Where is this peace on earth I hear so much about?


Yesterday we talked about the peace that Jesus makes available for all mankind. In our Softer Sunday service we sang this classic Christmas hymn. And as we were singing I was struck by the despair in the third verse.

This song was written during the American Civil War. A time when the nation was being torn apart by many factors. Perhaps the most widely known factor was the American South’s insistence on maintaining their right to own slaves. Black lives were seen as less than white people’s lives.

This song was written 150 years ago.

It breaks my heart that our country is still going through so much turmoil and pain around race relations. It is just sad.

And my white brothers and sisters. We don’t have to understand the pain the black community is feeling right now to still acknowledge that their pain is real. And their pain should be our pain.

I heard someone quote Martin Luther King Jr. And the quote has really struck me.

“A riot is the language of the unheard.”

The news tends to highlight the riots but the truth is people have been quietly and respectfully protesting the events in Ferguson and New York. When these respectful protests go unheard, this pain escalates.

Also frustrating, is that I feel like I can’t do anything to help.

But that’s not true. I can hear the cries of the hurting and broken around me and try to be a peacemaker. That’s what Jesus challenged his disciples to do in Matthew 5:9.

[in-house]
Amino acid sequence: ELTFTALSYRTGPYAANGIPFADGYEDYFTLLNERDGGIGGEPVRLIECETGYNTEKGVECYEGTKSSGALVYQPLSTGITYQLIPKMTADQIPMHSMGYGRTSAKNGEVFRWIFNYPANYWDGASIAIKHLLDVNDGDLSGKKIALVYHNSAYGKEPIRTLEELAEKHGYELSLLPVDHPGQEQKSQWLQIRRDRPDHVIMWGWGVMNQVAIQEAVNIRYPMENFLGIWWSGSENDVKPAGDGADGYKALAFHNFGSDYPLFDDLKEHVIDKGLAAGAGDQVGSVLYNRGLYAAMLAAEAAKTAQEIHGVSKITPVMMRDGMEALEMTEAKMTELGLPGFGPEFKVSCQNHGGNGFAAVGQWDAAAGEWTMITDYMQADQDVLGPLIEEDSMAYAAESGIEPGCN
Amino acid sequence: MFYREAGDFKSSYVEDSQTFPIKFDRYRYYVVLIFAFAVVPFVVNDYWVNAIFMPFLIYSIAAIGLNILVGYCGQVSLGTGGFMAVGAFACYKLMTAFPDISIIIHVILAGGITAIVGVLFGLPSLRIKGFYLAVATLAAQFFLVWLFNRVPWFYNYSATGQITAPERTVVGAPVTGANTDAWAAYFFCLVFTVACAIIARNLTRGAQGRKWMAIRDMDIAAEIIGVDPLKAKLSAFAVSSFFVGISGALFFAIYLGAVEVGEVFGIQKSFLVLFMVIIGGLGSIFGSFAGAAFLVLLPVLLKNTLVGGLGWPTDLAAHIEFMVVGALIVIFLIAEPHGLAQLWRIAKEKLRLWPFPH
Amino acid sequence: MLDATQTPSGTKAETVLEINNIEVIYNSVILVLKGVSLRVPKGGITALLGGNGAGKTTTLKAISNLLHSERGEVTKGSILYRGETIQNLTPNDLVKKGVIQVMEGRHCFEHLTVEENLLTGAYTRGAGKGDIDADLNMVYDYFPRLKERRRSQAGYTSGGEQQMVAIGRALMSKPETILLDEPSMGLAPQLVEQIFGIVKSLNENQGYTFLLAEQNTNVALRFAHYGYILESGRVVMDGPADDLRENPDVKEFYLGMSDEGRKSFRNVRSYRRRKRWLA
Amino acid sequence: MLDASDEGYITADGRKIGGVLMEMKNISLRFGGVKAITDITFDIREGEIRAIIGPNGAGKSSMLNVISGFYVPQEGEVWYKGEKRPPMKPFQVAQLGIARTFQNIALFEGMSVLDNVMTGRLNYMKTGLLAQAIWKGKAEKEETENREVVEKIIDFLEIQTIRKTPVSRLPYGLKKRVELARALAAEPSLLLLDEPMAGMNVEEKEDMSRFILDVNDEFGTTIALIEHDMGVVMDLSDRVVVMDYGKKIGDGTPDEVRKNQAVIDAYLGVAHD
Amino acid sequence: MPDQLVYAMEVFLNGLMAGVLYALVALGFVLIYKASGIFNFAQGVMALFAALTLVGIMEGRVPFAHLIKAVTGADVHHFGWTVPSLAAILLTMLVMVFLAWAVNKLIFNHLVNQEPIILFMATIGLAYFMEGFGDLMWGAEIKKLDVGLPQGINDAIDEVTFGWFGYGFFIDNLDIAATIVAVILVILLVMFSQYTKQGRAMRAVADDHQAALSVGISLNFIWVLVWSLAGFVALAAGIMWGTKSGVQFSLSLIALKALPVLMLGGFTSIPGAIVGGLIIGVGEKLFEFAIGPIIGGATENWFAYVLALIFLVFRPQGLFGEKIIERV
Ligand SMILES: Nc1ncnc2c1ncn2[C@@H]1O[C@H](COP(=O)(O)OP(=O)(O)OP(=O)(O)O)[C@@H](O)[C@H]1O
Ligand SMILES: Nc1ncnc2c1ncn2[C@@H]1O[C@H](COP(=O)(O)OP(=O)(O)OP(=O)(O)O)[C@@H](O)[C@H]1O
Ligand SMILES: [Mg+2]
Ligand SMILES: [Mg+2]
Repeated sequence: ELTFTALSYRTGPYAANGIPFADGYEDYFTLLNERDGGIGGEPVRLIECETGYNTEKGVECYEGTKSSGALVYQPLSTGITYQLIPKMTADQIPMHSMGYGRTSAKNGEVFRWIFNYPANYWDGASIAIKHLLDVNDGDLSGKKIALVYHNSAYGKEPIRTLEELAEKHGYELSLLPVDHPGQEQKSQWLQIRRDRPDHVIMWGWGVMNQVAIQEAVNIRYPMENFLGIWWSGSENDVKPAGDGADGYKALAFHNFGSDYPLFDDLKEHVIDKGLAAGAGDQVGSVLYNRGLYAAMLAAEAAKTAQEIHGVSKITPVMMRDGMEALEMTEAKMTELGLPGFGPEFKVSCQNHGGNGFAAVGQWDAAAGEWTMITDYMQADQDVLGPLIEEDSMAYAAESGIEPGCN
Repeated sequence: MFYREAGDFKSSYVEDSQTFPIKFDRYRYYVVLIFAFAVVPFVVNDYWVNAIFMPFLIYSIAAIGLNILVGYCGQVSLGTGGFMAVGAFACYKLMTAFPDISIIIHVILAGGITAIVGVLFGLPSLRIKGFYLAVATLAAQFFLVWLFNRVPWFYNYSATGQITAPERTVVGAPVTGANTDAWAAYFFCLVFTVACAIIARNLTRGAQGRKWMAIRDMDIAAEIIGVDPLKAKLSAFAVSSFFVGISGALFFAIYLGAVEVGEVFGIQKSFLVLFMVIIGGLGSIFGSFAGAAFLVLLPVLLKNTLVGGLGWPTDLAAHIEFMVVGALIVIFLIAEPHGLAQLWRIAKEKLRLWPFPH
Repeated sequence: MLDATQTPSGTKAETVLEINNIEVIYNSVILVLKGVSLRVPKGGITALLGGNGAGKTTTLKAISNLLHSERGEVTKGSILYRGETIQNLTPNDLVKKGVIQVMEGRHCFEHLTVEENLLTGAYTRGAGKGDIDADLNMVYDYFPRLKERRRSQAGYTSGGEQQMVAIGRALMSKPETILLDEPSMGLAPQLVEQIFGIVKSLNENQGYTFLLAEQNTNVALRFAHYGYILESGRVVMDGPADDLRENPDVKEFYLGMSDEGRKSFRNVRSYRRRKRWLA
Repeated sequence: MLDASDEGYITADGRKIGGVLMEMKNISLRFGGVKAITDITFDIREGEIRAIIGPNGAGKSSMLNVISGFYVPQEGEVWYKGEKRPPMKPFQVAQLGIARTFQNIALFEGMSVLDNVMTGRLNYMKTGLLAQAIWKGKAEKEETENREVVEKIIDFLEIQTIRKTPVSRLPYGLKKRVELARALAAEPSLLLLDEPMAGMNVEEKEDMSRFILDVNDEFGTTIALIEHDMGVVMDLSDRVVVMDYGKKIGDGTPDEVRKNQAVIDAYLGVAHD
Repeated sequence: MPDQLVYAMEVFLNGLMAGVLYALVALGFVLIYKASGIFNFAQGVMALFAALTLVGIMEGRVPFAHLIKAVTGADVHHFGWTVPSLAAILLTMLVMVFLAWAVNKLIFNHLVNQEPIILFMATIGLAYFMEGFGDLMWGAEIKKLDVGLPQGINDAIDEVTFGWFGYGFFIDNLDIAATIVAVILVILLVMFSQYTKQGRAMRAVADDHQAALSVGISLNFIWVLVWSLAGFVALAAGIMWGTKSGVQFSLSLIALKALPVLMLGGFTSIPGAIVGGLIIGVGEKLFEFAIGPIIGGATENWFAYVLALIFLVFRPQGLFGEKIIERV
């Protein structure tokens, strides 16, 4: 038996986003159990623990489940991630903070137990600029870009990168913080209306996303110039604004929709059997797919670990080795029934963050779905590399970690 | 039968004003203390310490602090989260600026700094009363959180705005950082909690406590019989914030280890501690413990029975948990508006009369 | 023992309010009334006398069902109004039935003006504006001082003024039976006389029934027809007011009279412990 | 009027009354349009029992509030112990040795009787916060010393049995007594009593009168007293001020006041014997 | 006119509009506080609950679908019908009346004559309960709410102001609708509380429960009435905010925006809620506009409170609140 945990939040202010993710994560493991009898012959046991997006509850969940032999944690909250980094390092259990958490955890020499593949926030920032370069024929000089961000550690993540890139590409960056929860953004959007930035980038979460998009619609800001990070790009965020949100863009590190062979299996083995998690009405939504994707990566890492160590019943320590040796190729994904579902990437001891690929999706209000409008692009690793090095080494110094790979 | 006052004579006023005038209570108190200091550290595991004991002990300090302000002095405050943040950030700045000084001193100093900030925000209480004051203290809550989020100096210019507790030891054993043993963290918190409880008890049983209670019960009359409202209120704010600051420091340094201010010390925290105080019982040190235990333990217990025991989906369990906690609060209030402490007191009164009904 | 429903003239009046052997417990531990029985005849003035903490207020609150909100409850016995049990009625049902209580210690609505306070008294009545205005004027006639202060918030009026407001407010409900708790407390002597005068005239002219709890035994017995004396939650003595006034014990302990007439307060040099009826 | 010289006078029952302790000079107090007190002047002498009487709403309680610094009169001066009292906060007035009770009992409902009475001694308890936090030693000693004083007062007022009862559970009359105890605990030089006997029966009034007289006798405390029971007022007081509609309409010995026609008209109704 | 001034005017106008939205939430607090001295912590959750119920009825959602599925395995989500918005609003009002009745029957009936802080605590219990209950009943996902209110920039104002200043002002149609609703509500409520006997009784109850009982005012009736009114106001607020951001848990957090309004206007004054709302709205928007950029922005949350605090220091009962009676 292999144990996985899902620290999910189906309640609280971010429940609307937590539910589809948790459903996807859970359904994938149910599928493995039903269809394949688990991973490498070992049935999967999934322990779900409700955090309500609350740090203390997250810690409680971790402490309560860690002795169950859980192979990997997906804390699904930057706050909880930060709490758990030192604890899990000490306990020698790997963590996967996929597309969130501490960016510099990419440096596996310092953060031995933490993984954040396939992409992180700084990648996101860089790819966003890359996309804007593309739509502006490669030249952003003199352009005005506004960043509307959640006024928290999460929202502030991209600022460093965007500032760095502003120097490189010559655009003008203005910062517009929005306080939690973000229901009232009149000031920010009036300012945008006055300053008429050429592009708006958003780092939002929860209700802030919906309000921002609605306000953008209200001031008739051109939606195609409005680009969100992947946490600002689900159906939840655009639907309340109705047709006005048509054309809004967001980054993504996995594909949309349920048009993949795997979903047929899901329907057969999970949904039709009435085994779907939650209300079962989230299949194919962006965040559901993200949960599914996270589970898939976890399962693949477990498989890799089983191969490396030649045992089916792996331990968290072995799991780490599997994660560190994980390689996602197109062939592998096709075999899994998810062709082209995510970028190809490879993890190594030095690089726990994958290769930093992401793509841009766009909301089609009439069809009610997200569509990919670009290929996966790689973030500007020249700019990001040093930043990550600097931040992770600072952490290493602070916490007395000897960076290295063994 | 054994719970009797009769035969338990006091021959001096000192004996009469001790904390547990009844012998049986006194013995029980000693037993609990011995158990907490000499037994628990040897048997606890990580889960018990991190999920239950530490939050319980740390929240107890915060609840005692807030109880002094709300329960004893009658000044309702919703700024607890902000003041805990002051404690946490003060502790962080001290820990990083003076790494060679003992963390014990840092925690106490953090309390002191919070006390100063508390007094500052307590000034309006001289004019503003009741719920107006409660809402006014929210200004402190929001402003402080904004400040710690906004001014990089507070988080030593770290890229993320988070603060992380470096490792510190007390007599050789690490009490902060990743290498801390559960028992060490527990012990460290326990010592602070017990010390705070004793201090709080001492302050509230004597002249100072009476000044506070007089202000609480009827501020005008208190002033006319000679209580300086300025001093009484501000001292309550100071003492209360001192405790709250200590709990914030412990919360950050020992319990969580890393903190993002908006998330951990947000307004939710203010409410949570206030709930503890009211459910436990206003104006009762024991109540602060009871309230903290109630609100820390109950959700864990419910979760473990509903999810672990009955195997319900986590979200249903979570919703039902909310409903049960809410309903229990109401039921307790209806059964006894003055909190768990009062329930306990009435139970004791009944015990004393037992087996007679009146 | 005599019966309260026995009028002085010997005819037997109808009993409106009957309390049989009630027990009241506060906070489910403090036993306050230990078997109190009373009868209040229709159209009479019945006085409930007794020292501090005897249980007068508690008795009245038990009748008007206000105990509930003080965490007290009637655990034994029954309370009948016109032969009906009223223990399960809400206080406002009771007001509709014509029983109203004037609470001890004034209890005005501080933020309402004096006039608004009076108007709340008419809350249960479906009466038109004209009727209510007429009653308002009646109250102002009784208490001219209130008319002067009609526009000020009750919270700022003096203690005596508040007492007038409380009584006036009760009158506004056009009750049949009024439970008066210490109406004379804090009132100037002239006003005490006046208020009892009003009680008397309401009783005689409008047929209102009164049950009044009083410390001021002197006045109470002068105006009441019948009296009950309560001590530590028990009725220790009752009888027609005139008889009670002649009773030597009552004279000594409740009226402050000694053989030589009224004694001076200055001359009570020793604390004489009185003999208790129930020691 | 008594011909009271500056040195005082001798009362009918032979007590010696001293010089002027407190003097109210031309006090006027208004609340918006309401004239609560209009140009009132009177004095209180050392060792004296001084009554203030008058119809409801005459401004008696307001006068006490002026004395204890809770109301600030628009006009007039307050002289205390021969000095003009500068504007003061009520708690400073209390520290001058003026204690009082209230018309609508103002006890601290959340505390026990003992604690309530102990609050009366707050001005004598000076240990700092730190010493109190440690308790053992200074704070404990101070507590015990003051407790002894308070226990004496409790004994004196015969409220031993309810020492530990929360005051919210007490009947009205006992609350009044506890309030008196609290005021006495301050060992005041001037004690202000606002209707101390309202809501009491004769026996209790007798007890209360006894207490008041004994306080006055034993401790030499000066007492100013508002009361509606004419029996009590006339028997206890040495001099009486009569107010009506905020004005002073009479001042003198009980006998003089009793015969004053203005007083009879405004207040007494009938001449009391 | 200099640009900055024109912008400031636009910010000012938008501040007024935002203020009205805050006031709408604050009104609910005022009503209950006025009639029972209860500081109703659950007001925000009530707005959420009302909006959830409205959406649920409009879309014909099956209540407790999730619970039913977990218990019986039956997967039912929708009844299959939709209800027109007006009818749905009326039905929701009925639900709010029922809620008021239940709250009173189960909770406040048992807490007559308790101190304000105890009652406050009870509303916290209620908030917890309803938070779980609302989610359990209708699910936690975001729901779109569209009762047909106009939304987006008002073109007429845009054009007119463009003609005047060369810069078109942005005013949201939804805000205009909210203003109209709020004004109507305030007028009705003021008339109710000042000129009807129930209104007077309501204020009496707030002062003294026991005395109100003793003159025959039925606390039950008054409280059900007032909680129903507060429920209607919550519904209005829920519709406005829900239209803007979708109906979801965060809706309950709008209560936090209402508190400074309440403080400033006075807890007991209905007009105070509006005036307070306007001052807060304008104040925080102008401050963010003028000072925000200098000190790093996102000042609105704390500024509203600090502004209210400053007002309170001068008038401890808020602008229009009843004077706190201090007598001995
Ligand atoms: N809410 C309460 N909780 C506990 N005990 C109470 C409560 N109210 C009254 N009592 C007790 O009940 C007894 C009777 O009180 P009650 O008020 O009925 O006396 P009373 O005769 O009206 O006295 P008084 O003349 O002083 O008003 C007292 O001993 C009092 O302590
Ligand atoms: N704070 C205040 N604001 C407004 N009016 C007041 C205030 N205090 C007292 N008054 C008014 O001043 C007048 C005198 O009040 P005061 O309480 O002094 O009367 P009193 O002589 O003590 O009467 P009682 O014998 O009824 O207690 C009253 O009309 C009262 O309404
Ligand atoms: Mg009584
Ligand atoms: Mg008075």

“Blessed are the peacemakers
For they will be called children of God.”

There is incredible pain all around us. My prayer is that the church will be their to mourn with those who mourn, pursue peace and reconciliation between people and God. And all the while keep praying and hoping for the day when Jesus will finally set all things right. When there will be true peace on earth.

Christmas is a time that reminds us that while we have not fully seen peace on earth. There is a day when we will truly see peace. And it’s only ultimately possible through the work of Jesus, as he makes peace between humanity and God available, and his followers get to share that peace with the world.

The Road Ahead

Today we begin a new chapter at Creekside Church. This is my first Sunday after as lead pastor of this amazing church. I know that I have a lot to learn as we move forward. I am trusting that Jesus will continue to do the work that he has already started in me.